Brice Prairie

Population (2010)
1,887

Introduction
Brice Prairie is both a natural feature and a small, unincorporated community that bends around Lake Onalaska. It is popular with recreation seekers.

Arriving in Town
The main route through the area is County Highway Z, but County Highways Zb and Zn also provide access to some areas. None of these roads connect to State Highway 35, so you’ll need to backtrack to get to the River Road.

Visitor Information
Direct your questions to the Onalaska Center for Commerce & Tourism (1101 Main St.; 800.873.1901/608.781.9570).

History
Brice Prairie was home to a Ho Chunk winter camp in the 1800s known as White Oak Spring; they made a living by trading furs and selling maple syrup. Logging along the Black River generated some commerce, but the area was mostly home to dairy farms. Alexander and Lucy Brice moved to Wisconsin in 1843 from New England and settled in La Crosse County in 1855. Alex was a veteran of the War of 1812. They had 10 children, one of whom, George, went on to some success selling farm implements and in local politics. The prairie once had a track for training sulky racers and an airfield used to train pilots during WWI. Today, the area is dotted with subdivisions but no incorporated community.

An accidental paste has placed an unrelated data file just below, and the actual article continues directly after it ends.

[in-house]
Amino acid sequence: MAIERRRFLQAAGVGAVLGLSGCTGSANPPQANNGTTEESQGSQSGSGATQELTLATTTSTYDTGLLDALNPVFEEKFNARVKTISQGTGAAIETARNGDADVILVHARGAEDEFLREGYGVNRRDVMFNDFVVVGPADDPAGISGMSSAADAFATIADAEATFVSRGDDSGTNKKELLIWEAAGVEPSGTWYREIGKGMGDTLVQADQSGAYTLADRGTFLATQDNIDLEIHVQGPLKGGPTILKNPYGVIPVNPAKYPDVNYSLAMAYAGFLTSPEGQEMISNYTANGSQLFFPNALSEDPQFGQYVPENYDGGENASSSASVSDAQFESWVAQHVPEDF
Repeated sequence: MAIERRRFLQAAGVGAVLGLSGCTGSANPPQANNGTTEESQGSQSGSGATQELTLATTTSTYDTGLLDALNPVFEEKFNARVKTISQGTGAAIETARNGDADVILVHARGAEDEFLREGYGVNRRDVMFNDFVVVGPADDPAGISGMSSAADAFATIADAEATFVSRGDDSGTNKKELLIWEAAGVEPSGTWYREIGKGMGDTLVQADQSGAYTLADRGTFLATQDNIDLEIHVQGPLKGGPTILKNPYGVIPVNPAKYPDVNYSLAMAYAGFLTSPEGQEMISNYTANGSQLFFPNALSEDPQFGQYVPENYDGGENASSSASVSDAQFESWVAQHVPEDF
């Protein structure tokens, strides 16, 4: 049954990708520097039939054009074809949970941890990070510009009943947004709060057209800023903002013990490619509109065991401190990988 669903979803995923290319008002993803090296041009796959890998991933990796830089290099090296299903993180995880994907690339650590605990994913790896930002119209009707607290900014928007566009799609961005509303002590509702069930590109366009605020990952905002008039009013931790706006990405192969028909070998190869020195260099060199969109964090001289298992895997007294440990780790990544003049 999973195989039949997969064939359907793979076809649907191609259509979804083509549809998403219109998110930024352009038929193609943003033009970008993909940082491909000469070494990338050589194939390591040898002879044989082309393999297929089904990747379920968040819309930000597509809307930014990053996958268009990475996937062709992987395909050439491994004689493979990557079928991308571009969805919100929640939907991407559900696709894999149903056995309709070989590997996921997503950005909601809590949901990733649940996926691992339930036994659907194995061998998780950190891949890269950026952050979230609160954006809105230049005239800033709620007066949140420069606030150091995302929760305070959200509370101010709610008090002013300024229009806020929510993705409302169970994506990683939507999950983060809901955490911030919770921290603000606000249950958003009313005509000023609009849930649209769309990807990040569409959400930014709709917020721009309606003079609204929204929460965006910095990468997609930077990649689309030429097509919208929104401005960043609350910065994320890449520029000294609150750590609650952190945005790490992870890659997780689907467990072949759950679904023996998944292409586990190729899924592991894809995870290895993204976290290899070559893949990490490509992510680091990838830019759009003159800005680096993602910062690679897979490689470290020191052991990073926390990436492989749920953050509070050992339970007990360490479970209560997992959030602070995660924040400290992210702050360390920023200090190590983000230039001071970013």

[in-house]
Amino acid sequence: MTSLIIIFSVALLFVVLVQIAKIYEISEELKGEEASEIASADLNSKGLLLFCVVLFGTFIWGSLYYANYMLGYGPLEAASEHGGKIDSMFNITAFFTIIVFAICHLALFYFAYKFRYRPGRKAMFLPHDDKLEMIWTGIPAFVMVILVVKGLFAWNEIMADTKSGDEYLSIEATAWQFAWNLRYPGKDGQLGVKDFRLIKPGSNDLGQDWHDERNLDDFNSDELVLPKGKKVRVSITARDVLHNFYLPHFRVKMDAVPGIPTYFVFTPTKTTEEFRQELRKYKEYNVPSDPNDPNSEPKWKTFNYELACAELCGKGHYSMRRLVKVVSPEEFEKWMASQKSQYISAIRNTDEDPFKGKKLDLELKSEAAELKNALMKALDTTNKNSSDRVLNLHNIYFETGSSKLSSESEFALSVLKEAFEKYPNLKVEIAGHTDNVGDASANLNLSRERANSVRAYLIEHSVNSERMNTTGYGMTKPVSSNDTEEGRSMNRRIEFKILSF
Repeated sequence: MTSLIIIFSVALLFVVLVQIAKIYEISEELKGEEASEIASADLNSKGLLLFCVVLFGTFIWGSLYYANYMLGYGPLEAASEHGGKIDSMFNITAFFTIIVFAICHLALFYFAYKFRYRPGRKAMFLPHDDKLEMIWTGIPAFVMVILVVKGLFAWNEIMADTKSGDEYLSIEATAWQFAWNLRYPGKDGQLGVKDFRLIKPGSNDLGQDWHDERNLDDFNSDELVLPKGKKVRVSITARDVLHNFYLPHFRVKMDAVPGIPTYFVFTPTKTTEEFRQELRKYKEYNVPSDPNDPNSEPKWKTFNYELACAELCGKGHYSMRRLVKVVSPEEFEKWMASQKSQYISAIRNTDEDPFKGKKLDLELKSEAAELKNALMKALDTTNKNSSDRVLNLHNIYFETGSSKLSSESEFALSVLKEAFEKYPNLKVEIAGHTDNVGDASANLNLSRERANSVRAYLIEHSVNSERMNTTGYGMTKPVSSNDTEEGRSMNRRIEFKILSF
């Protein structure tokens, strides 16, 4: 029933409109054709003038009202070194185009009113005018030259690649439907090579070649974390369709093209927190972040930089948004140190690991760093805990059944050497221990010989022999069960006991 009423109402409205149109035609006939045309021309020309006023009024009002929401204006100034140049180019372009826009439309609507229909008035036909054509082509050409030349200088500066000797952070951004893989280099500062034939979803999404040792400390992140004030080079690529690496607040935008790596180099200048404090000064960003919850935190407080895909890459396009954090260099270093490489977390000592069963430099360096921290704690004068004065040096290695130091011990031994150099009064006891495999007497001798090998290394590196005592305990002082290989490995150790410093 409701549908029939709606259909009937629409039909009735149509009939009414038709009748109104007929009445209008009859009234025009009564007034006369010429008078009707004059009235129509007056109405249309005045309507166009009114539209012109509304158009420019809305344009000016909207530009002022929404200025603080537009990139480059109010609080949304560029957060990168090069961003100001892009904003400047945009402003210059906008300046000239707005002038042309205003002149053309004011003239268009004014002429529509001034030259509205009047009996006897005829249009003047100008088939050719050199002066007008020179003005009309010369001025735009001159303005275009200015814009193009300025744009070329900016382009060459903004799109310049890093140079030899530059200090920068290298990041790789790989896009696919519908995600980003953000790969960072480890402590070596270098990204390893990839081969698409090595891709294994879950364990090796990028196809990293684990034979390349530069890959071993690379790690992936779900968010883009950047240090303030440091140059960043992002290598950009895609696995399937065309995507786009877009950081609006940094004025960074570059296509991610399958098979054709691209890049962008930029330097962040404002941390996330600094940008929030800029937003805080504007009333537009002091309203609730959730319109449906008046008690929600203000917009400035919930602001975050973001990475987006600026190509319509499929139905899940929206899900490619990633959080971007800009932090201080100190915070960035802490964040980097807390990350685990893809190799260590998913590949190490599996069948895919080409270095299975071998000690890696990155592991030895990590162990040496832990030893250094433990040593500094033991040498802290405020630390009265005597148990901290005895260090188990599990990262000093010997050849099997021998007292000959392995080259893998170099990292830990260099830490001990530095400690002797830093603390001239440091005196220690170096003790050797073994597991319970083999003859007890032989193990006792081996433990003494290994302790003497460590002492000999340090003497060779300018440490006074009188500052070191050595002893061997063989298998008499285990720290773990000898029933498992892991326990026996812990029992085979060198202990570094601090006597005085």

Brice Prairie is included in these products: 

 

Getting on the River
Schafer’s Boats and Bait (W7221 N. Shore Lane; 608.781.3100) sells bait and tackle year-round and rents boats after the ice melts: pontoon boats, canoes, rowboats, tandem and single kayaks, and 16’ fishing boats. In winter, they are a good resource for the latest news about ice conditions and the quality of the fishing.

Entertainment and Events
Brice Prairie Time Trials (last Saturday in June) is a 40-kilometer bike race around the prairie; indulge in a carb-fest the Friday evening before at the all-you-can-eat spaghetti dinner. The event actually began as a canoe race; you can still paddle around with fellow canoeists the morning of the bike race; meet the group at Lytle’s Landing at 6:30am prepared for a 2-3 hour paddle through the backwaters of the Black River.

Sports and Recreation
The Great River Trail passes through Brice Prairie.

Eating and Drinking
Red Pines Bar & Grill (W7305 County Road Z; 608.779.2800) sits along the backwaters with a good view of the lake; dine on the patio and enjoy walleye cheeks (chunks of deep-fried walleye), stringer of sunfish or catfish, or pizza. On the lighter side, get a sandwich and pair it with chips made on-site.

Heading upriver? Check out Midway.

Heading downriver? Check out Holmen.

© Dean Klinkenberg, 2011

By | 2016-10-21T15:29:10+00:00 January 16th, 2011|Wisconsin|0 Comments

About the Author:

Dean Klinkenberg, the Mississippi Valley Traveler, is on a mission to explore the rich history, diverse cultures, and varied ecosystems of the Mississippi River Valley, from the Headwaters in northern Minnesota to the Gulf of Mexico. He is the author of Rock Island Lines, a mystery, and several guidebooks for the Mississippi Valley.

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